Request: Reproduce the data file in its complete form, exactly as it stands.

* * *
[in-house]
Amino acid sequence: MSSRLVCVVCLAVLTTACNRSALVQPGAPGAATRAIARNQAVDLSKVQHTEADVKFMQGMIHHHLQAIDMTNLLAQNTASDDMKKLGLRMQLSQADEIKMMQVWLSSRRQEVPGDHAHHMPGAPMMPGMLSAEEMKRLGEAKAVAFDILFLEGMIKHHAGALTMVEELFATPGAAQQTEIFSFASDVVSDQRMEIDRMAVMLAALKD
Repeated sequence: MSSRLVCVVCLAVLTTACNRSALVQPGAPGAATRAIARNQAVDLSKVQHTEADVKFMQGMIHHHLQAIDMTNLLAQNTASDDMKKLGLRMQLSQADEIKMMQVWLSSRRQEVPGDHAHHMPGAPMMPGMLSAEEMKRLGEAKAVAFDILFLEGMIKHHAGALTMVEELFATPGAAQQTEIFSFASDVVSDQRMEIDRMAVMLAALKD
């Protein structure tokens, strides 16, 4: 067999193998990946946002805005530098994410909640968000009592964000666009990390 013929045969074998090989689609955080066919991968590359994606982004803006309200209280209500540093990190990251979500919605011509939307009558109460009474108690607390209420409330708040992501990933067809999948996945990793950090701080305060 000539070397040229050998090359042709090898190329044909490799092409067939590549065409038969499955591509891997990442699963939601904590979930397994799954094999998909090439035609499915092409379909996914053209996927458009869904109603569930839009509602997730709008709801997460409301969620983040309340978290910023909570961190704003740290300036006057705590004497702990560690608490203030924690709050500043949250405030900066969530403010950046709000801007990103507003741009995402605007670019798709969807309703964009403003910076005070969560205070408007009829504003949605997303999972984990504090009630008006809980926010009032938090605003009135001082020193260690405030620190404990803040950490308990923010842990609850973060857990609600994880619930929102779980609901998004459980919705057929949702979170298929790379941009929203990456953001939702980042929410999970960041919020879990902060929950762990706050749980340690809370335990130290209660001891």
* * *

[in-house]
Amino acid sequence: MSSRLVCVVCLAVLTTACNRSALVQPGAPGAATRAIARNQAVDLSKVQHTEADVKFMQGMIHHHLQAIDMTNLLAQNTASDDMKKLGLRMQLSQADEIKMMQVWLSSRRQEVPGDHAHHMPGAPMMPGMLSAEEMKRLGEAKAVAFDILFLEGMIKHHAGALTMVEELFATPGAAQQTEIFSFASDVVSDQRMEIDRMAVMLAALKD
Repeated sequence: MSSRLVCVVCLAVLTTACNRSALVQPGAPGAATRAIARNQAVDLSKVQHTEADVKFMQGMIHHHLQAIDMTNLLAQNTASDDMKKLGLRMQLSQADEIKMMQVWLSSRRQEVPGDHAHHMPGAPMMPGMLSAEEMKRLGEAKAVAFDILFLEGMIKHHAGALTMVEELFATPGAAQQTEIFSFASDVVSDQRMEIDRMAVMLAALKD
């Protein structure tokens, strides 16, 4: 067999193998990946946002805005530098994410909640968000009592964000666009990390 013929045969074998090989689609955080066919991968590359994606982004803006309200209280209500540093990190990251979500919605011509939307009558109460009474108690607390209420409330708040992501990933067809999948996945990793950090701080305060 000539070397040229050998090359042709090898190329044909490799092409067939590549065409038969499955591509891997990442699963939601904590979930397994799954094999998909090439035609499915092409379909996914053209996927458009869904109603569930839009509602997730709008709801997460409301969620983040309340978290910023909570961190704003740290300036006057705590004497702990560690608490203030924690709050500043949250405030900066969530403010950046709000801007990103507003741009995402605007670019798709969807309703964009403003910076005070969560205070408007009829504003949605997303999972984990504090009630008006809980926010009032938090605003009135001082020193260690405030620190404990803040950490308990923010842990609850973060857990609600994880619930929102779980609901998004459980919705057929949702979170298929790379941009929203990456953001939702980042929410999970960041919020879990902060929950762990706050749980340690809370335990130290209660001891």